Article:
Typically, those efforts have fallen under four buckets. Exactly how they plan to use the funding is still a work in progress, but a new Kaiser Family Foundation (KFF) analysis offers several possible strategies by highlighting how states have leveraged Section 1115 demonstration waivers. In some cases, states have used additional resources to streamline eligibility processes and the overall start of care, according to KFF. In others, states have expanded financial eligibility rules to help certain enrollees afford to live in their home or community instead of a long-term care institution.
Moving forward, there’s a good chance that not all states will pursue the increased FMAP, as the federal bump would only be made available for one year. Accepting federal help to make big investments in HCBS, some states believe, would create a future financial cliff when that help goes away. “Millions of individuals across the county — including people with disabilities and older Americans — rely on home-based care and the workforce that provides that critical care,” Xavier Becerra, secretary of the U.S. Department of Health and Human Services (HHC), said in a May announcement. “The Biden-Harris administration continues to support states and workers by making critically needed investments in home- and community-based services.”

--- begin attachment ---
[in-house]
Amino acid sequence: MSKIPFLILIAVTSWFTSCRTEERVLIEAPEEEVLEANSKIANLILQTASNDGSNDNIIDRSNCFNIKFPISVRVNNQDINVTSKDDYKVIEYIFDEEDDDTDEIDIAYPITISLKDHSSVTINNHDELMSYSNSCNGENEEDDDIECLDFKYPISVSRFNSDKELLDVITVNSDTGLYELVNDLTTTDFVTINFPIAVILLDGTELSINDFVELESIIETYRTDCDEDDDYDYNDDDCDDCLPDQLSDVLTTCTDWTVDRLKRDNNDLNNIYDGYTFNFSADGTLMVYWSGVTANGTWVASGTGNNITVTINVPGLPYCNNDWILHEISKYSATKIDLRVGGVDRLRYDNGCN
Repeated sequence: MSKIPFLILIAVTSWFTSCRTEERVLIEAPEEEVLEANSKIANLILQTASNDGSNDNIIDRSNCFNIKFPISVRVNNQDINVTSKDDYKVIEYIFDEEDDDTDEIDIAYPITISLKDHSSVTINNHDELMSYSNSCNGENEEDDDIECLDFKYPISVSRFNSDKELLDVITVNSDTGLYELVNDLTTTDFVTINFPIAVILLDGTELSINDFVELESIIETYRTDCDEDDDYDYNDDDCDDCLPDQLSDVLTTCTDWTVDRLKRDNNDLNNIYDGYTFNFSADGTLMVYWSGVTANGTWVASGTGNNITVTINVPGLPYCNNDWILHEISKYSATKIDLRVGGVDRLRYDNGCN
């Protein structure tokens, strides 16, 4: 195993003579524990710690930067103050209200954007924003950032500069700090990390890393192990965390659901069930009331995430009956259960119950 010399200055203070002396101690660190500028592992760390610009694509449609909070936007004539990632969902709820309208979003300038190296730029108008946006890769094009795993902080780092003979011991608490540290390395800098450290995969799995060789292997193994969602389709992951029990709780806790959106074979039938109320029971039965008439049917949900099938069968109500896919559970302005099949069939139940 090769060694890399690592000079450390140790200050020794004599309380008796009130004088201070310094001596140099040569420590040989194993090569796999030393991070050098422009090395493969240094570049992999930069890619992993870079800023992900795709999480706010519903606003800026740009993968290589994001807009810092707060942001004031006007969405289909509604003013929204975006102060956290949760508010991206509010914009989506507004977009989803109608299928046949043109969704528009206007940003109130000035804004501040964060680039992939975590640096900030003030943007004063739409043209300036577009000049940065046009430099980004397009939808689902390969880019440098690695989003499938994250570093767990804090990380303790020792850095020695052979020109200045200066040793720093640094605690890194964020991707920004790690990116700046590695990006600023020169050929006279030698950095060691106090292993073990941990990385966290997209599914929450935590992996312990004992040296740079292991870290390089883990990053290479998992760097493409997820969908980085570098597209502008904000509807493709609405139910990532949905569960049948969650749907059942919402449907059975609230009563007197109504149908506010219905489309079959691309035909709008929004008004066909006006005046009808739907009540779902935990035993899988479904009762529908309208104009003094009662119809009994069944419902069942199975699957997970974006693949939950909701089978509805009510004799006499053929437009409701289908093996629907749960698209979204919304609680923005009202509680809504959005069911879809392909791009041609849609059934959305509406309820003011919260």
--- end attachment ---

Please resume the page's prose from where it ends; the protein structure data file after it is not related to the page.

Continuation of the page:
Still, there are states currently in the process of developing plans to access the increased FMAP. Broadly, ARPA paved the way for states to receive more federal funding to expand existing HCBS, as long as they followed certain guidelines.
Washington has taken such steps with its Tailored Support for Older Adults (TSOA) program, which creates a new eligibility pathway and benefit package for otherwise ineligible adults older than 55 who require a nursing-facility level of care. Elsewhere, Rhode Island’s 1115 waiver covers young adults ages 19 to 21 who age out of HCBS programs for medically fragile children. Finally, some states have also used additional resources to offer entirely new services through alternative benefit packages. In other instances, states have looked to bolster HCBS by opening up services to additional populations.
“An evaluation of New York’s waiver has found positive impacts among individuals transitioning out of institutional settings, including that high percentages of enrollees remained in the community,” the KFF analysis reads. Rhode Island, for example, has used waiver flexibility to authorize HCBS benefits to new long-term care applicants during a presumptive eligibility period while final financial eligibility determinations are pending. New York has used waiver authority to implement a special “income disregard” that factors in rent costs when determining HCBS financial eligibility.
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